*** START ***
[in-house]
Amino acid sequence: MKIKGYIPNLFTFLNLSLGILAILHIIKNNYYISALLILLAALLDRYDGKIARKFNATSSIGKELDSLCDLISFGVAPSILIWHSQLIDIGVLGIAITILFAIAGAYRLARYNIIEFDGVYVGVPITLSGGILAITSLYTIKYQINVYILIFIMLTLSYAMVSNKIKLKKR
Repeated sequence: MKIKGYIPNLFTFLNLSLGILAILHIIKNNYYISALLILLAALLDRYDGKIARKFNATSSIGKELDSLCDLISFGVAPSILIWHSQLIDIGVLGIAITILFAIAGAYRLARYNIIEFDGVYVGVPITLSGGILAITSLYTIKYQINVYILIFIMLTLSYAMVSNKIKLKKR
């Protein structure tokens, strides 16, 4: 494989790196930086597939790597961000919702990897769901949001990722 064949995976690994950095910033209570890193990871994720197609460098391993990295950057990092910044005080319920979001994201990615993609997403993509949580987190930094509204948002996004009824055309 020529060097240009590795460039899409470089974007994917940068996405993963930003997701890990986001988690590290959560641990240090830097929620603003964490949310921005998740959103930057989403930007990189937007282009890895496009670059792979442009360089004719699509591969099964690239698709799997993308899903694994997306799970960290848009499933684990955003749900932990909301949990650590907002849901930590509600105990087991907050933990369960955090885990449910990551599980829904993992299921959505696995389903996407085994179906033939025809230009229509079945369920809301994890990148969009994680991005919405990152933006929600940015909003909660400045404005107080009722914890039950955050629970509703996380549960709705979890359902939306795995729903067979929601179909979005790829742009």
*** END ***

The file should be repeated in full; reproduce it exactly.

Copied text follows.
[in-house]
Amino acid sequence: MKIKGYIPNLFTFLNLSLGILAILHIIKNNYYISALLILLAALLDRYDGKIARKFNATSSIGKELDSLCDLISFGVAPSILIWHSQLIDIGVLGIAITILFAIAGAYRLARYNIIEFDGVYVGVPITLSGGILAITSLYTIKYQINVYILIFIMLTLSYAMVSNKIKLKKR
Repeated sequence: MKIKGYIPNLFTFLNLSLGILAILHIIKNNYYISALLILLAALLDRYDGKIARKFNATSSIGKELDSLCDLISFGVAPSILIWHSQLIDIGVLGIAITILFAIAGAYRLARYNIIEFDGVYVGVPITLSGGILAITSLYTIKYQINVYILIFIMLTLSYAMVSNKIKLKKR
């Protein structure tokens, strides 16, 4: 494989790196930086597939790597961000919702990897769901949001990722 064949995976690994950095910033209570890193990871994720197609460098391993990295950057990092910044005080319920979001994201990615993609997403993509949580987190930094509204948002996004009824055309 020529060097240009590795460039899409470089974007994917940068996405993963930003997701890990986001988690590290959560641990240090830097929620603003964490949310921005998740959103930057989403930007990189937007282009890895496009670059792979442009360089004719699509591969099964690239698709799997993308899903694994997306799970960290848009499933684990955003749900932990909301949990650590907002849901930590509600105990087991907050933990369960955090885990449910990551599980829904993992299921959505696995389903996407085994179906033939025809230009229509079945369920809301994890990148969009994680991005919405990152933006929600940015909003909660400045404005107080009722914890039950955050629970509703996380549960709705979890359902939306795995729903067979929601179909979005790829742009």